Is the most familiar image of the Dancer a result of trims and repairs, which gradually shortened the skirts as we see them today? No one is trying to “get away with it”: scholarship, art institutions, and a barrage of internet controversy acknowledge, repeatedly, openly, that the Dancers on display are posthumous renditions. But, still, they remain Degases, not Hébrards.
One cannot help return to the central question: does it matter that what we have today is a stand-in for the masterwork? The Dancer is a symbol. The more than two-dozen Dancers are as much memorials to Degas and his legacy as they are hints at what his original might have looked like.
Carolyn Kosmeyer describes artworks that stand as “memorials” to their moment of creation, vehicles of “transitivity that [conduct] the past into the present.” Art’s function as a kind of holy relic “momentarily bridges” the gap in time, connecting the artist’s presence/touch with the viewer’s experience. Korsmeyer calls this connecting thread “[g]enuineness,” an aspect of the work that “is an aesthetic property that delivers an experience of its own” through contact or pseudo-contact via proximity with objects that have “received the touch of its maker.”
For the viewer, the artist is what’s absent, and absence is what produces desire. The sense of imaginative link to genius is thoroughly pressed onto the sculpture’s mythos. Still, it was not Degas who tied the bow at the back of her head. Rather, in the case of the bronzes, it was a museum technician, replicating the legend of the original. The technician prepares a Degas that Degas himself never saw, never laid hands on.
Perhaps that despair at the lack of a link to the hand of the creator, the imaginative traveling back to a place and a moment, is a romanticizing or even reactionary impulse. So the means of production are impersonal, commercial—so? It allows for the Dancer to be all over the world.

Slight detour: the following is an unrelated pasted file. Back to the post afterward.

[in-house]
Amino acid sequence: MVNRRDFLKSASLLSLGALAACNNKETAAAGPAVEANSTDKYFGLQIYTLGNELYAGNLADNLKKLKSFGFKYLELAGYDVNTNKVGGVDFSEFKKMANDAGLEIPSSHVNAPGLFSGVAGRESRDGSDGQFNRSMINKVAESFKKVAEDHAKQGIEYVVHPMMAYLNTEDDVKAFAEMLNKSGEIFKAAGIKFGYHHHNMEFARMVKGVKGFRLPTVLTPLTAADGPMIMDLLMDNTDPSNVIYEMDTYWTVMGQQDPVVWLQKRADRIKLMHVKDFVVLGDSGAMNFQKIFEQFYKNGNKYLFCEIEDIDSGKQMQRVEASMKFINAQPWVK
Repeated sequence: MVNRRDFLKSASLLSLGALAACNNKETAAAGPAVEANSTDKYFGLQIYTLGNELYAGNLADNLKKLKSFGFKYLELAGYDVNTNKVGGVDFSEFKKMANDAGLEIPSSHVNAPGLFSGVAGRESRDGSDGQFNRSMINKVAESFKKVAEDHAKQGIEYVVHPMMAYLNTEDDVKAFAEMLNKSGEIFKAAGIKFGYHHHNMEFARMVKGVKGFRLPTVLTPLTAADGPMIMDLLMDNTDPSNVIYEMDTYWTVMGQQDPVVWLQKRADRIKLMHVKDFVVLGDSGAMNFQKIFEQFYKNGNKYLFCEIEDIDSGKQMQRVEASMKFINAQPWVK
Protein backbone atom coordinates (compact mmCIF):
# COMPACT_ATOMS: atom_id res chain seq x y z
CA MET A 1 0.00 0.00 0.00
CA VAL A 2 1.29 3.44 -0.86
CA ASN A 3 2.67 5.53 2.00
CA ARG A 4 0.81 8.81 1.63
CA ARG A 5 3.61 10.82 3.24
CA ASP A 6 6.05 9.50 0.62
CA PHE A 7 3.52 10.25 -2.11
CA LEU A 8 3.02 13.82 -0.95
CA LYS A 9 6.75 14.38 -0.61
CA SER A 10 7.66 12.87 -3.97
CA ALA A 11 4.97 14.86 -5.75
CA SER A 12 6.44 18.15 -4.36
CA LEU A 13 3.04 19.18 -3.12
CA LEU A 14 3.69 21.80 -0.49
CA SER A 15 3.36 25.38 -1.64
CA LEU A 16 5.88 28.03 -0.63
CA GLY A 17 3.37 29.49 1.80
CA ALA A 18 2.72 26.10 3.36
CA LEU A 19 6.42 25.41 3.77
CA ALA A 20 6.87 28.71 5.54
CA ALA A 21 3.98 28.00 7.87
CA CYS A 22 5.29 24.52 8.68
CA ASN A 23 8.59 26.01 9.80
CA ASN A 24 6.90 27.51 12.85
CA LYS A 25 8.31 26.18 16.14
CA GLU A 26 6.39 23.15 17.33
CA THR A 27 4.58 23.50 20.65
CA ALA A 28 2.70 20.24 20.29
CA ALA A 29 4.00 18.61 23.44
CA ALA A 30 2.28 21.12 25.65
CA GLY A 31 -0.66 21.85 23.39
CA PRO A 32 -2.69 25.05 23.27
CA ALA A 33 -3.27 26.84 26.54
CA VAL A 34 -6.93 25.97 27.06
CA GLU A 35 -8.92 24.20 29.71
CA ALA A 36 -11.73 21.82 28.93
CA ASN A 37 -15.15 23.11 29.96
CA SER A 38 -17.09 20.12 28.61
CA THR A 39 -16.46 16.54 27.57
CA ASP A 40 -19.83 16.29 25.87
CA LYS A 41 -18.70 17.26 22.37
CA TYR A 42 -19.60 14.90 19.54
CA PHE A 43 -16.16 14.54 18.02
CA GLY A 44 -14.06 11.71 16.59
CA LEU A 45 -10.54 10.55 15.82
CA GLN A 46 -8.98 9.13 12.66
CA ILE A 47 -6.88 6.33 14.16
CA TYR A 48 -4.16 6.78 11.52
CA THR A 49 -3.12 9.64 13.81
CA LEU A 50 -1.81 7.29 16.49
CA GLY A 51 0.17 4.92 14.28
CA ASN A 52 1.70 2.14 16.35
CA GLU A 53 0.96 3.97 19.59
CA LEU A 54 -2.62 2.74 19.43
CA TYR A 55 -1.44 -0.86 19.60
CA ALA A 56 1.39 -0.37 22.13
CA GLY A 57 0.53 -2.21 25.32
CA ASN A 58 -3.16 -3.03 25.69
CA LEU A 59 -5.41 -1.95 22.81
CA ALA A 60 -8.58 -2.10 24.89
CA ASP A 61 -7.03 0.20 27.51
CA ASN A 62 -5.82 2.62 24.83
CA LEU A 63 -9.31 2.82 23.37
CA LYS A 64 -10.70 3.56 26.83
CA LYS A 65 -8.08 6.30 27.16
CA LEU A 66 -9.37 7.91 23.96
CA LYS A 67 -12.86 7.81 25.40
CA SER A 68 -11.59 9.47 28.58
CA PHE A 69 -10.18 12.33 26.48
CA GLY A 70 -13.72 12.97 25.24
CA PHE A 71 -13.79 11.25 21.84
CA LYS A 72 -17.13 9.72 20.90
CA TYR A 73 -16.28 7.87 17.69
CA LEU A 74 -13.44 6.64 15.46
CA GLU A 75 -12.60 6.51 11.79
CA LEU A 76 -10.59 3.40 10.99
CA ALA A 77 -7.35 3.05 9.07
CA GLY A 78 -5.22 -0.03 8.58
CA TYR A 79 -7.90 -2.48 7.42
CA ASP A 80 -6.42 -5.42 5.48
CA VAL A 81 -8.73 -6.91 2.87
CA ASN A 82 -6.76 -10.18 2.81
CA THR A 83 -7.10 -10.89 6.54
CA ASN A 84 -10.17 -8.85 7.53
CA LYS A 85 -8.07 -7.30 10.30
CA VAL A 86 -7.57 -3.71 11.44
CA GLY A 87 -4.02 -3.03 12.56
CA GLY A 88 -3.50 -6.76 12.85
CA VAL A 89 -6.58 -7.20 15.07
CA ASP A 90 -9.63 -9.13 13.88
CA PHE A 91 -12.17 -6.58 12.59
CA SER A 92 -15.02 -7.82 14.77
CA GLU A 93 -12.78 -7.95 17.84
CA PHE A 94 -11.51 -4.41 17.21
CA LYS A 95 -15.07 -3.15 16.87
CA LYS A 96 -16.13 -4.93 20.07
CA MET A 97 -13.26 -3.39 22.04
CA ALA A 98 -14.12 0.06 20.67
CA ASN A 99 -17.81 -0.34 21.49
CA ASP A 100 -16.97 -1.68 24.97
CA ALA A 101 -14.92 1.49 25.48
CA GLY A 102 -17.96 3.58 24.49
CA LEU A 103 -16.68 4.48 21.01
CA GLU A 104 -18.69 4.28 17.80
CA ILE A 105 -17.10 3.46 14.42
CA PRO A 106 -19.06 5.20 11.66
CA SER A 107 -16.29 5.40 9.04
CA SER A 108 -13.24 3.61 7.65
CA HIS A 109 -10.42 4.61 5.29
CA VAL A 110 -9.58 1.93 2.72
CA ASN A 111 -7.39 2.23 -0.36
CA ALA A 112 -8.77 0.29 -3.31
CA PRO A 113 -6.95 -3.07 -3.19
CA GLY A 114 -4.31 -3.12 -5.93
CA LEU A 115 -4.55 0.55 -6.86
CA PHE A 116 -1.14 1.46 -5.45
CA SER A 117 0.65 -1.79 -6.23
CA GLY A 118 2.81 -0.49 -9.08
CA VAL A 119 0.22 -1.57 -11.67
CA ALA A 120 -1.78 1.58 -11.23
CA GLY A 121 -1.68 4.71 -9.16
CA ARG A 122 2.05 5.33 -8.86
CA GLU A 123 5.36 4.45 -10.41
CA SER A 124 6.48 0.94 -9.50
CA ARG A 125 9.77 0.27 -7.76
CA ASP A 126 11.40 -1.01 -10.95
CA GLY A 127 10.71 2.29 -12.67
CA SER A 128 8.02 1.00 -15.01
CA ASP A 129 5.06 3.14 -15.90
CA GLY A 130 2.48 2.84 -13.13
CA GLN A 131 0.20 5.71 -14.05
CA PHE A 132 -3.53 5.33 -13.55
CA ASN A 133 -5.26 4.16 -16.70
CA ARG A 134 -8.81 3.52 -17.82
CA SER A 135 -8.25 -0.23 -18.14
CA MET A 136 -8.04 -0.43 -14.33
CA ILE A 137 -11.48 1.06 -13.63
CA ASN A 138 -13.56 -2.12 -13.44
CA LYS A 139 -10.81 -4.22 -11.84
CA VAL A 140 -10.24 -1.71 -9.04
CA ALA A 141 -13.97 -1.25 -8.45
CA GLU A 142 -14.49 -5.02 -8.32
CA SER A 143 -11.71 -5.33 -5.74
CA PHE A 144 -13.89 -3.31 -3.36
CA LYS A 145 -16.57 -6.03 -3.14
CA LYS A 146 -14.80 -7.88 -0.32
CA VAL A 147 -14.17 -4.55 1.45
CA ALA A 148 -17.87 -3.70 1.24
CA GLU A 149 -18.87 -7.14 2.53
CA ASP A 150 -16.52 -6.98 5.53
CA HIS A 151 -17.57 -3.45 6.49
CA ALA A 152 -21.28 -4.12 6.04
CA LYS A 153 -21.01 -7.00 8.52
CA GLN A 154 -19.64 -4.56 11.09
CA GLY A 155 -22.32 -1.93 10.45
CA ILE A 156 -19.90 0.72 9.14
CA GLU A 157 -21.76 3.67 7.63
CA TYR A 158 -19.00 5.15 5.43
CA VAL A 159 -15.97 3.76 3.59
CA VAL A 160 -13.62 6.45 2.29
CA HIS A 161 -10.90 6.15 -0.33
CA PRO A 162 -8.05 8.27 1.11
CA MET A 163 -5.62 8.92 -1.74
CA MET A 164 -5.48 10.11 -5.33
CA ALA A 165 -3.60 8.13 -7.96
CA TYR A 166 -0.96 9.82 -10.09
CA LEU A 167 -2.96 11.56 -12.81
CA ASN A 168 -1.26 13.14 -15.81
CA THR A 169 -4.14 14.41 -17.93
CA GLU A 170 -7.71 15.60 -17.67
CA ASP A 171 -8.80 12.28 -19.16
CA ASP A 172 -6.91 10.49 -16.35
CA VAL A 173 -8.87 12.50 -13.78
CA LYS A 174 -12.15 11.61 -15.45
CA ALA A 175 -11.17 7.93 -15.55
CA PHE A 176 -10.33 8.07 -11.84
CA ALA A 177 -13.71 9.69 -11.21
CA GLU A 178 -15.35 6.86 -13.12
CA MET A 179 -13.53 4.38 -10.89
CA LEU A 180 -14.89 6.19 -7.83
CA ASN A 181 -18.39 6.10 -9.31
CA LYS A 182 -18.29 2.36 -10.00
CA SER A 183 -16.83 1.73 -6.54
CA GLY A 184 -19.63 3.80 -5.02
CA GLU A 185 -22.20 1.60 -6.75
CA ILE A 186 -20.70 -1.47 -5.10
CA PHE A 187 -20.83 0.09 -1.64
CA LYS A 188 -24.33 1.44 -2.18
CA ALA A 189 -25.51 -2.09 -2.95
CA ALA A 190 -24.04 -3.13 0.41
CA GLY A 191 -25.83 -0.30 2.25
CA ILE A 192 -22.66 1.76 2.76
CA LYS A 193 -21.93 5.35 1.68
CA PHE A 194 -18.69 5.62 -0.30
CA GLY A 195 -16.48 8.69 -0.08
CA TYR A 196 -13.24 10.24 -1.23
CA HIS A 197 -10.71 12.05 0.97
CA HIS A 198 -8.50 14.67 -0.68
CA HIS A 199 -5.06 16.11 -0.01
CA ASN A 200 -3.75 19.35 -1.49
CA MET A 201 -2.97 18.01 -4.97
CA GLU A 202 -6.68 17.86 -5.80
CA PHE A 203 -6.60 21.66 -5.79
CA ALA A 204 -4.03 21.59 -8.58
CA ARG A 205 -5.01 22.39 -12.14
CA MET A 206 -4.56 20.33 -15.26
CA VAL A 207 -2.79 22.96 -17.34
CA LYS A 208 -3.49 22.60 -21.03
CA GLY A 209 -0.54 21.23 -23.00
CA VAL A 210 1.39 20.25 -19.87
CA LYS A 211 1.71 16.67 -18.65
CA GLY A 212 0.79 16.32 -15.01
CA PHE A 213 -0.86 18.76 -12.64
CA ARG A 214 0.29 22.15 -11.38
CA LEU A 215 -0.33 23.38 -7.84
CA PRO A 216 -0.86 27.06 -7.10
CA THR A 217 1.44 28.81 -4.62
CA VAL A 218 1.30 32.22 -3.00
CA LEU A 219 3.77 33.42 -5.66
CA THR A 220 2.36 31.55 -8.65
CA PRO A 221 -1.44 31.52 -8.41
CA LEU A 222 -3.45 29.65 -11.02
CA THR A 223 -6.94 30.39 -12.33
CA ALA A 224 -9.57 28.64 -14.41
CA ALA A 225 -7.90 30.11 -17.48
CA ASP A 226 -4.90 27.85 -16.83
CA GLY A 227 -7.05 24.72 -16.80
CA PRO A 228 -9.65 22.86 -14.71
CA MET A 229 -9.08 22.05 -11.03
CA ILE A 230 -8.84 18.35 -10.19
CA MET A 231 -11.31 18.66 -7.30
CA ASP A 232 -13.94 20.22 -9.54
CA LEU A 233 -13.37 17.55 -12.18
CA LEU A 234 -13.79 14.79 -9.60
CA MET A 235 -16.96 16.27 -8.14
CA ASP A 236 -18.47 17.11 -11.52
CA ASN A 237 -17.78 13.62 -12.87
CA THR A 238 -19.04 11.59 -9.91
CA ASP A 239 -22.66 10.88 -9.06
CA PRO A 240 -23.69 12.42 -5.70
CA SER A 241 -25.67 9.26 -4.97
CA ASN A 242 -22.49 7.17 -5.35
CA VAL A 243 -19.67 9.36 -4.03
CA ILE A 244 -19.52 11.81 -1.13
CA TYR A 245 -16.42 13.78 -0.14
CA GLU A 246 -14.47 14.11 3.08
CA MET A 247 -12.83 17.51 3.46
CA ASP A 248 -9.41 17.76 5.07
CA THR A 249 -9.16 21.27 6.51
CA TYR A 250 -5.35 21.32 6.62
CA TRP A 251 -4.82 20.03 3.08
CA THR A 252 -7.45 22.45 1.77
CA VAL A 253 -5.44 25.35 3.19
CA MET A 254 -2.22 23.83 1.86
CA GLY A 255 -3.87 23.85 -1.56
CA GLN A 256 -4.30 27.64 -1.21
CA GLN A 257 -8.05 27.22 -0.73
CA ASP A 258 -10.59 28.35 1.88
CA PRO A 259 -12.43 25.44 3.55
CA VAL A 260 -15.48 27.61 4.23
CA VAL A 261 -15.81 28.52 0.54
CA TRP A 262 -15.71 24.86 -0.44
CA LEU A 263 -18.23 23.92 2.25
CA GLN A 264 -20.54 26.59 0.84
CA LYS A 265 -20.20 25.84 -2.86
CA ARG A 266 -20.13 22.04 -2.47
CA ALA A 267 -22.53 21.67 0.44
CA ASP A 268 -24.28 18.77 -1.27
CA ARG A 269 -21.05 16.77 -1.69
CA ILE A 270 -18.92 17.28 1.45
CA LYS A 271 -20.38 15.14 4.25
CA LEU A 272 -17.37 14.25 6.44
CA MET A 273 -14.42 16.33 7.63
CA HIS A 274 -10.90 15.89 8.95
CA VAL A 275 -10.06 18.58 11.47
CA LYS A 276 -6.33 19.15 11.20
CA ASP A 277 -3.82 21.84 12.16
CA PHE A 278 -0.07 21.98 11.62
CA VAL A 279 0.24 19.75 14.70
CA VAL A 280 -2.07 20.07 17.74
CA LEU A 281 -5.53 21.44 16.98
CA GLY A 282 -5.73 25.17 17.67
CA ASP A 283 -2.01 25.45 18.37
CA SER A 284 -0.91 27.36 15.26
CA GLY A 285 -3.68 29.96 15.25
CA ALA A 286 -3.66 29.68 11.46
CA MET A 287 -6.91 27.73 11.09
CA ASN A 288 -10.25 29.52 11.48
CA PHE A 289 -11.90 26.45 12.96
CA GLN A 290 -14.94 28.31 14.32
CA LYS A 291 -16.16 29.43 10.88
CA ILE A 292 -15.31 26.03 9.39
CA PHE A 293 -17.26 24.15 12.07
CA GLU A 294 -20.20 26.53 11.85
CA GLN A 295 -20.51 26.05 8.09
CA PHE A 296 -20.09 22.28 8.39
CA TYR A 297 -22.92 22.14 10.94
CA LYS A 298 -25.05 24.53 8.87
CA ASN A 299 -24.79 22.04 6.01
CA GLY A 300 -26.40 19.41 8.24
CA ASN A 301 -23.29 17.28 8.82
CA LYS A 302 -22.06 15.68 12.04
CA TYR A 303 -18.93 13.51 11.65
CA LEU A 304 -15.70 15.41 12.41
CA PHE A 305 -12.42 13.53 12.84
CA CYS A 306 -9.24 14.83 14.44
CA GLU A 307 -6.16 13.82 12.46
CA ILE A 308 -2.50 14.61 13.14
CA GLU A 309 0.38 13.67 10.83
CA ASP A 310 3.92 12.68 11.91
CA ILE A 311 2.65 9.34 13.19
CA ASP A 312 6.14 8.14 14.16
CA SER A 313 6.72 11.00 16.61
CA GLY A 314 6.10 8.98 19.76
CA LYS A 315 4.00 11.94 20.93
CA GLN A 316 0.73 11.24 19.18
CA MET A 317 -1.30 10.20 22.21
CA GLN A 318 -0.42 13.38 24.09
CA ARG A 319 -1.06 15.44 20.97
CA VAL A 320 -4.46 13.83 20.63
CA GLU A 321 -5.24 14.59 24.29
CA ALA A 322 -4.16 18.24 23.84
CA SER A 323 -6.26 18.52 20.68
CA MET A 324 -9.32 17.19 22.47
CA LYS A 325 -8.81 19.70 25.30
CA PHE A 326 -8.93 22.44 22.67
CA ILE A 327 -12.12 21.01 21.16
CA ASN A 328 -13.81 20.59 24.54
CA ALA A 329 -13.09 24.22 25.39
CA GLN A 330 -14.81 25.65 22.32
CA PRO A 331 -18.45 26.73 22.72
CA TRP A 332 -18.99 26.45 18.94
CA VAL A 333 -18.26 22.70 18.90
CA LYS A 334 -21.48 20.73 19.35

The National Gallery has in its collection that original, revised beeswax statuette, as well as a slightly smaller, wax preparatory study—as well as a copper alloy cast, and a plaster cast. A sweeping, narrative progression of rendition to rendition, trails the aura of the 1881 original. It’s a technical dissection, like evidence in a courtroom: Dancer is the product of this artistic process, visible before your eyes. Consider the youngest Dancer, though, born in 1997 from the Valsuani mold: what greater claim does it have to the hand of the artist than the bronze facsimiles in the museum gift shop?
“The presence of the original is the prerequisite to the concept of authenticity,” writes Walter Benjamin. “Even the most perfect reproduction of a work of art is lacking in one element: its presence in time and space, its unique existence at the place where it happens to be. …that which withers in the age of mechanical reproduction is the aura of the work of art,” whereas reproduction “[substitutes] a plurality of copies for a unique existence.”